Voting booths at Friendship Baptist Church in Ames, Iowa. (Photo by Kate Kealey/Iowa Capital Dispatch)
In truth, hardly any Iowans will do this. And not just because they’ve already voted by absentee ballot.
If history holds, only a fraction of eligible voters will vote in the city and school elections.
In Scott County, less than 15% of registered voters cast ballots in 2019. Before the Legislature consolidated city and school elections to a single date, turnout in school board races was even worse.
In my 30-plus years of journalism in the Quad-Cities, I’ve read a lot of — and even written a few — opinion articles urging people to pay attention to these elections. Schools spend hundreds of millions of taxpayer dollars here, and they are responsible for educating our kids.
Yet, the apathy continues.
This can be dangerous. With low turnout, a highly motivated few have an outsized influence.
In Iowa, Republicans in the state Legislature are trying to steer education in their direction through funding choices, laws seeking to curb kids’ access to a broad base of learning — and by promoting their like-minded allies to run in local school board races.
Some might see this as a corrective to the influence the teachers’ union has had on school board policy. But what I see in Iowa is that, too often, these candidates are focused on the wrong issues, the ones they see in the media and that are promoted by politicians.
What matters: Teacher recruitment, test scores, student achievement
I’d rather support school board candidates who are focused on the things that matter most.
Retaining and recruiting teachers is a challenge for schools across the country, including in Iowa. A recent survey said that 86% of public-school districts nationwide reported they’d struggled to hire teachers. In Iowa, some districts have offered bonuses to encourage educators not to retire, and in the Des Moines district, an official said earlier this year that it’s getting tougher to lure prospects here because of the state’s political climate.
We also need improve test scores, particularly since Covid; and we need to deal with the achievement gaps that are leaving too many kids behind.
A state board of education report to the Legislature this year on achievement gaps drew special attention to the average test scores of Black and White students and Hispanic and White students in English language arts. From grades 3 to 11, the gaps in those test scores have actually doubled throughout schooling.
It’s not just race, either. People with disabilities and kids from poor families also have been shown to be falling behind their peers.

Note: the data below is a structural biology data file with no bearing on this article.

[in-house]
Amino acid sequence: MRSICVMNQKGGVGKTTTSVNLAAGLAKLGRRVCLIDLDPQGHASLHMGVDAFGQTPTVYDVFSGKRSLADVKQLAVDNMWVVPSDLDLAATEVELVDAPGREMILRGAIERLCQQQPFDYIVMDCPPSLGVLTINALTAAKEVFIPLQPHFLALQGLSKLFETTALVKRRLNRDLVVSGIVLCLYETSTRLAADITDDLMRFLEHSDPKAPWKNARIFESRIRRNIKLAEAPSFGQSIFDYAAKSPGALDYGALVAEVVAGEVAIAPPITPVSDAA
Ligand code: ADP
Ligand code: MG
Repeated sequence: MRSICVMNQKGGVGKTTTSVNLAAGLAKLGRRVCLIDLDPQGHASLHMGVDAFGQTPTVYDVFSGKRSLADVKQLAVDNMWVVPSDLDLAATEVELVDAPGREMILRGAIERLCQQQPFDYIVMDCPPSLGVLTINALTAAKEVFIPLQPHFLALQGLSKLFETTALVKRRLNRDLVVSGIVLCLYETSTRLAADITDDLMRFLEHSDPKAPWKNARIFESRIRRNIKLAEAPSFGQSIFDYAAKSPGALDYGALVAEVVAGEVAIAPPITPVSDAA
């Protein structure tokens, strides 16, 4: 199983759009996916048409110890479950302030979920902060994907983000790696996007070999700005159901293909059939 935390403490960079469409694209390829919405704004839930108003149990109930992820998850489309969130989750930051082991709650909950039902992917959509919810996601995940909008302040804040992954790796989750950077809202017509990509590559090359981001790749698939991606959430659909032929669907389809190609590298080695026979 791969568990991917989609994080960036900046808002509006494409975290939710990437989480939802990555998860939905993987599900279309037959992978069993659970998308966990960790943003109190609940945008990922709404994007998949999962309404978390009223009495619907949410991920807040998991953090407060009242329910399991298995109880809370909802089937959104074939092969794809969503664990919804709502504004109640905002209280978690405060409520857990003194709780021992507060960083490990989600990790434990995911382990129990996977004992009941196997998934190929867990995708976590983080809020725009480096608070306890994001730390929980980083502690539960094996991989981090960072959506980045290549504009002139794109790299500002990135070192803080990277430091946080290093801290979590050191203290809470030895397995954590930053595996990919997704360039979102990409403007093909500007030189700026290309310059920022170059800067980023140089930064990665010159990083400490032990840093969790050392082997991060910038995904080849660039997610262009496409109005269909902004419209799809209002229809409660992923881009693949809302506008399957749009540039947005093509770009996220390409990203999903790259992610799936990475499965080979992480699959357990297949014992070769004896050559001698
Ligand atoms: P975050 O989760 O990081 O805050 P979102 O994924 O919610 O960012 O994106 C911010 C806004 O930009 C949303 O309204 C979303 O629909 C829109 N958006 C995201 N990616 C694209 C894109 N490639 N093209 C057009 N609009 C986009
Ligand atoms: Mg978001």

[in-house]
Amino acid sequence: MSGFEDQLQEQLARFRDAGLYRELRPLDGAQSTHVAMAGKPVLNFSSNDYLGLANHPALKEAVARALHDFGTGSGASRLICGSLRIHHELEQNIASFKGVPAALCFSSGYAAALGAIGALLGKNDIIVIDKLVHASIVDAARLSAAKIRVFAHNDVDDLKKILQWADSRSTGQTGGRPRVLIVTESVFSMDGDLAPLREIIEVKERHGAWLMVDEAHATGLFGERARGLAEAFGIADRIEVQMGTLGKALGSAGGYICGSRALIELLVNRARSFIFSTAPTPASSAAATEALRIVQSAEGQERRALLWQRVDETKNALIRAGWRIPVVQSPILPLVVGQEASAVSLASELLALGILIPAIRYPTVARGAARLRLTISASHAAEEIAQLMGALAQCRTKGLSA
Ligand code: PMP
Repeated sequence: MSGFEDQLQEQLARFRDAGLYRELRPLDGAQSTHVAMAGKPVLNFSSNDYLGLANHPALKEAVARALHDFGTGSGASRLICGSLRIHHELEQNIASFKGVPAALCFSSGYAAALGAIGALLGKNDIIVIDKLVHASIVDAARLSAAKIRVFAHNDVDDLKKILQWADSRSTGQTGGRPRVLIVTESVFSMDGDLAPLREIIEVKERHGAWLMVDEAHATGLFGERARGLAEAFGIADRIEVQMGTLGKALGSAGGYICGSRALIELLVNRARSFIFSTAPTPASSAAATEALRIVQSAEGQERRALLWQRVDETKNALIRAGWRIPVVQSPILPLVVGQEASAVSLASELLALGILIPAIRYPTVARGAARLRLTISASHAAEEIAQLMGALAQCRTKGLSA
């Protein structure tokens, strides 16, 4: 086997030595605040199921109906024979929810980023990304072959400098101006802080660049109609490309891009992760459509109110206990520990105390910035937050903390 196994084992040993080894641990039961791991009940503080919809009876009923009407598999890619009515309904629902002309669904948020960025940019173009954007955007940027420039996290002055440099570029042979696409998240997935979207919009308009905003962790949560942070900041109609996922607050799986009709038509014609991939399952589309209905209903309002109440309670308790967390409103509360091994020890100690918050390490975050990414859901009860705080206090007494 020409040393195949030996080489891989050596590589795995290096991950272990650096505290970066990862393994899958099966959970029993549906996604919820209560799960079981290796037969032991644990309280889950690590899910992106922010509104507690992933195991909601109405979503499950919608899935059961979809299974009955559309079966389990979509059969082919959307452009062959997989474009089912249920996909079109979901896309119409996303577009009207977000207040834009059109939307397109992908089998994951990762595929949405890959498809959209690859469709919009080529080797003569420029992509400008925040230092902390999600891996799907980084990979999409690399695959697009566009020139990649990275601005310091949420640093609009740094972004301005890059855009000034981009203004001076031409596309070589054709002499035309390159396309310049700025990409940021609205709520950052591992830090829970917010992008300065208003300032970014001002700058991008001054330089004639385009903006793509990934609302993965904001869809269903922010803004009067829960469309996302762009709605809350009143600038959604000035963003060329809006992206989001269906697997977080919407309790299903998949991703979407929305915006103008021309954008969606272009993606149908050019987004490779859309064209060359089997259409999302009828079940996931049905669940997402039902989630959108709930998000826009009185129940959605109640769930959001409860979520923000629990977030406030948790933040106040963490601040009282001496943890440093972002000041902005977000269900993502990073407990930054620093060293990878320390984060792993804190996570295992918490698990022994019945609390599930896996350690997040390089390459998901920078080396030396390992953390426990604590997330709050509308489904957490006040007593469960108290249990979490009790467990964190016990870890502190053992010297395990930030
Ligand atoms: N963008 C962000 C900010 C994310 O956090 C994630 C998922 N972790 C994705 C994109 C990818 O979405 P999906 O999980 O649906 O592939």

Then, there is funding. Most tax dollars for school districts go to pay salaries. And, in Iowa, the state’s rank in terms of teacher salaries would barely earn a C grade — at best. The National Education Association’s 2023 review said Iowa’s average teacher salary ranks it 27th in the nation; its average beginning teacher salary ranks the state 36th.
One of the most important duties of a board member is to work to ensure our local schools are adequately funded. That means advocating for them with a state Legislature that has been taking steps to funnel more tax dollars toward private schools, leaving less money for public education, which is where the vast majority of Iowa kids go.
I’d much rather school board candidates focus on these kinds of challenges, rather than the culture wars.
Americans cite concerns about quality, not culture
I think that I’m in line with most Americans in this belief, too.
A nationwide Gallup poll this year said even those Americans who are dissatisfied with K-12 education are more likely to cite poor or outdated curriculum, the quality of education and a lack of teaching in basic subjects rather than the cultural issues.
Only 10% of those who said they aren’t happy with K-12 education in this country cited the belief that political agendas are being taught in schools as the reason. That was practically even with the 9% who are dissatisfied that students weren’t learning life skills and the 8% unhappy because of unequal access or lack of opportunity for low-income students.
Only 4% cited sex education/transgender/gender identity concerns.
In other words, what’s most shouted about in the media isn’t what’s most at issue in our schools.
Majority says schools align with family values
In Iowa most parents also aren’t worried about the things the Legislature and Gov. Kim Reynolds are focused on. A Des Moines Register poll published this year said 72% of respondents with kids in public schools said their schools align with their family’s values. But that’s not what you hear from the governor. She caters to the minority who aren’t happy.
There are a lot of issues for people to consider when choosing who to support in a school board election. A recent essay in the Register cited some of the considerations that I mentioned, but also added some others. Those include choosing board members who understand the importance of data and of professional development, who work to understand the complexity of school finance and who are willing to deal with the changing demographics of Iowa schools. Twenty years ago, 12% of kids were students of color; now, it’s 27%, according to the state.
This doesn’t even count other issues districts face. Here in the Quad-Cities, Davenport faces a shrinking enrollment base, and absenteeism is a challenge. The Pleasant Valley district faces a growing student population. All districts tend to have facility issues.
Overall, Iowa’s education system faces big challenges, and local school boards are an important part of finding solutions. More of us should take part in choosing who our representatives on these boards will be. And when we make those choices, we should focus on what matters the most — not just what the politicians and their allies are shouting about.
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